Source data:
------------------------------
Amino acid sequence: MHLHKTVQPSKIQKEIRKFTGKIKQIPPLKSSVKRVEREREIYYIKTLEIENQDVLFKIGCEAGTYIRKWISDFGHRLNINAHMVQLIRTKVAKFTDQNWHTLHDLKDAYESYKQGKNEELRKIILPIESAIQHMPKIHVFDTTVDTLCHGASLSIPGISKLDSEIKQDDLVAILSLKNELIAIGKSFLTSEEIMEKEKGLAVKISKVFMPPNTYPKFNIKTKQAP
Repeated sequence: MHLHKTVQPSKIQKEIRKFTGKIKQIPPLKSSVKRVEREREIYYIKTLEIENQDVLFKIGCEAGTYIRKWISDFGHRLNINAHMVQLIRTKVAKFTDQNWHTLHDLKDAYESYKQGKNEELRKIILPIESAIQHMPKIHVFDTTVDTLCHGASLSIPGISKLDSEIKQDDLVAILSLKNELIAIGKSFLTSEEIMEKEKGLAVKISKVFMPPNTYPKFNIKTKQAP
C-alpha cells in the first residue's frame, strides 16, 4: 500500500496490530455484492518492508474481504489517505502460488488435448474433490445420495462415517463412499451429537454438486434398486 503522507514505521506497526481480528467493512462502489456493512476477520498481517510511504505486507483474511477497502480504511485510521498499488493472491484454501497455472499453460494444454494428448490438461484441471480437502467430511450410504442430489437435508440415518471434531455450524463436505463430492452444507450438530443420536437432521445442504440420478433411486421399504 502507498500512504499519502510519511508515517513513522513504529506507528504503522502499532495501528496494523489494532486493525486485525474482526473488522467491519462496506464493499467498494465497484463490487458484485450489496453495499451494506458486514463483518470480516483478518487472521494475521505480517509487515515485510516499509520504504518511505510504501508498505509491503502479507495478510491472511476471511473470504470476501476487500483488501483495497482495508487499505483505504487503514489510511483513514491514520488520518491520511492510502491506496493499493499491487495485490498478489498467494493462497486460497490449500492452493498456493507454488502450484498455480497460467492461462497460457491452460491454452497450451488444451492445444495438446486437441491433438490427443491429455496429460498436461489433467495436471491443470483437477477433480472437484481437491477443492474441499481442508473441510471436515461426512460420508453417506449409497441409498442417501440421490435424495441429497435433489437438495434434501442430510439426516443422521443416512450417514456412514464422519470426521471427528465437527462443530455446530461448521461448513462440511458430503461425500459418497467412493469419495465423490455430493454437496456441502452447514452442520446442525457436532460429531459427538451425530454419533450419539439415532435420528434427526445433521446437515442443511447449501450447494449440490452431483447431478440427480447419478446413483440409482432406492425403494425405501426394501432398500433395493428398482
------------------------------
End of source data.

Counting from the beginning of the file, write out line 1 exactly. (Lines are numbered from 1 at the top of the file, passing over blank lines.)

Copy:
Amino acid sequence: MHLHKTVQPSKIQKEIRKFTGKIKQIPPLKSSVKRVEREREIYYIKTLEIENQDVLFKIGCEAGTYIRKWISDFGHRLNINAHMVQLIRTKVAKFTDQNWHTLHDLKDAYESYKQGKNEELRKIILPIESAIQHMPKIHVFDTTVDTLCHGASLSIPGISKLDSEIKQDDLVAILSLKNELIAIGKSFLTSEEIMEKEKGLAVKISKVFMPPNTYPKFNIKTKQAP